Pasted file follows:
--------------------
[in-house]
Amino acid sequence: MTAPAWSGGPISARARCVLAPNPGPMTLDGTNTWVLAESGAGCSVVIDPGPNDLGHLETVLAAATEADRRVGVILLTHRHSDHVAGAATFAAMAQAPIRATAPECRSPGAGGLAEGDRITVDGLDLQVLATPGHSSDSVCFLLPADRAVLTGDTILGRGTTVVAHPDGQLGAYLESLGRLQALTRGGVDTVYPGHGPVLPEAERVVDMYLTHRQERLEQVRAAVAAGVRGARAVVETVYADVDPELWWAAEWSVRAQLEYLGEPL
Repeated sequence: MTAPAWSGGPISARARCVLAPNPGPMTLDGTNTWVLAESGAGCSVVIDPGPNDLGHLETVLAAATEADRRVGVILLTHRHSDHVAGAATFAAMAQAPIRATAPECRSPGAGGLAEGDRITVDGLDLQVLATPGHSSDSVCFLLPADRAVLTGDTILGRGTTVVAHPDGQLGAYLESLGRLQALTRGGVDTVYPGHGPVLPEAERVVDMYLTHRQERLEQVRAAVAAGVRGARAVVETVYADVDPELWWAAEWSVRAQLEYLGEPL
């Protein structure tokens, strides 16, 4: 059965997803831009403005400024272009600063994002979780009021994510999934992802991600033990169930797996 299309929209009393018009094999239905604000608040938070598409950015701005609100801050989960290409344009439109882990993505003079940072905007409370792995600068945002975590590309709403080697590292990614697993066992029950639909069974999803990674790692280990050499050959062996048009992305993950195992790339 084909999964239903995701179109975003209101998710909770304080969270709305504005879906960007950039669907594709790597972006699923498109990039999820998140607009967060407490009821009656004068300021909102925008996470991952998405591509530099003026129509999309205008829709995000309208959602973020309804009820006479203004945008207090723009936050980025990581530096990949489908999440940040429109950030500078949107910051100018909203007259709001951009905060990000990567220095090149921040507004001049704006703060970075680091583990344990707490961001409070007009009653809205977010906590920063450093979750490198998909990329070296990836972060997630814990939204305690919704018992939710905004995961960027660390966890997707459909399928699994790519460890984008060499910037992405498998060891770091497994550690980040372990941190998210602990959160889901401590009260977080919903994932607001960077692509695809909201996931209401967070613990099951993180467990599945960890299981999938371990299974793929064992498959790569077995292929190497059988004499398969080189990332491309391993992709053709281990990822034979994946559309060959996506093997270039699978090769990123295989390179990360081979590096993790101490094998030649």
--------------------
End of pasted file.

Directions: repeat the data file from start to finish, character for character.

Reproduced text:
[in-house]
Amino acid sequence: MTAPAWSGGPISARARCVLAPNPGPMTLDGTNTWVLAESGAGCSVVIDPGPNDLGHLETVLAAATEADRRVGVILLTHRHSDHVAGAATFAAMAQAPIRATAPECRSPGAGGLAEGDRITVDGLDLQVLATPGHSSDSVCFLLPADRAVLTGDTILGRGTTVVAHPDGQLGAYLESLGRLQALTRGGVDTVYPGHGPVLPEAERVVDMYLTHRQERLEQVRAAVAAGVRGARAVVETVYADVDPELWWAAEWSVRAQLEYLGEPL
Repeated sequence: MTAPAWSGGPISARARCVLAPNPGPMTLDGTNTWVLAESGAGCSVVIDPGPNDLGHLETVLAAATEADRRVGVILLTHRHSDHVAGAATFAAMAQAPIRATAPECRSPGAGGLAEGDRITVDGLDLQVLATPGHSSDSVCFLLPADRAVLTGDTILGRGTTVVAHPDGQLGAYLESLGRLQALTRGGVDTVYPGHGPVLPEAERVVDMYLTHRQERLEQVRAAVAAGVRGARAVVETVYADVDPELWWAAEWSVRAQLEYLGEPL
């Protein structure tokens, strides 16, 4: 059965997803831009403005400024272009600063994002979780009021994510999934992802991600033990169930797996 299309929209009393018009094999239905604000608040938070598409950015701005609100801050989960290409344009439109882990993505003079940072905007409370792995600068945002975590590309709403080697590292990614697993066992029950639909069974999803990674790692280990050499050959062996048009992305993950195992790339 084909999964239903995701179109975003209101998710909770304080969270709305504005879906960007950039669907594709790597972006699923498109990039999820998140607009967060407490009821009656004068300021909102925008996470991952998405591509530099003026129509999309205008829709995000309208959602973020309804009820006479203004945008207090723009936050980025990581530096990949489908999440940040429109950030500078949107910051100018909203007259709001951009905060990000990567220095090149921040507004001049704006703060970075680091583990344990707490961001409070007009009653809205977010906590920063450093979750490198998909990329070296990836972060997630814990939204305690919704018992939710905004995961960027660390966890997707459909399928699994790519460890984008060499910037992405498998060891770091497994550690980040372990941190998210602990959160889901401590009260977080919903994932607001960077692509695809909201996931209401967070613990099951993180467990599945960890299981999938371990299974793929064992498959790569077995292929190497059988004499398969080189990332491309391993992709053709281990990822034979994946559309060959996506093997270039699978090769990123295989390179990360081979590096993790101490094998030649």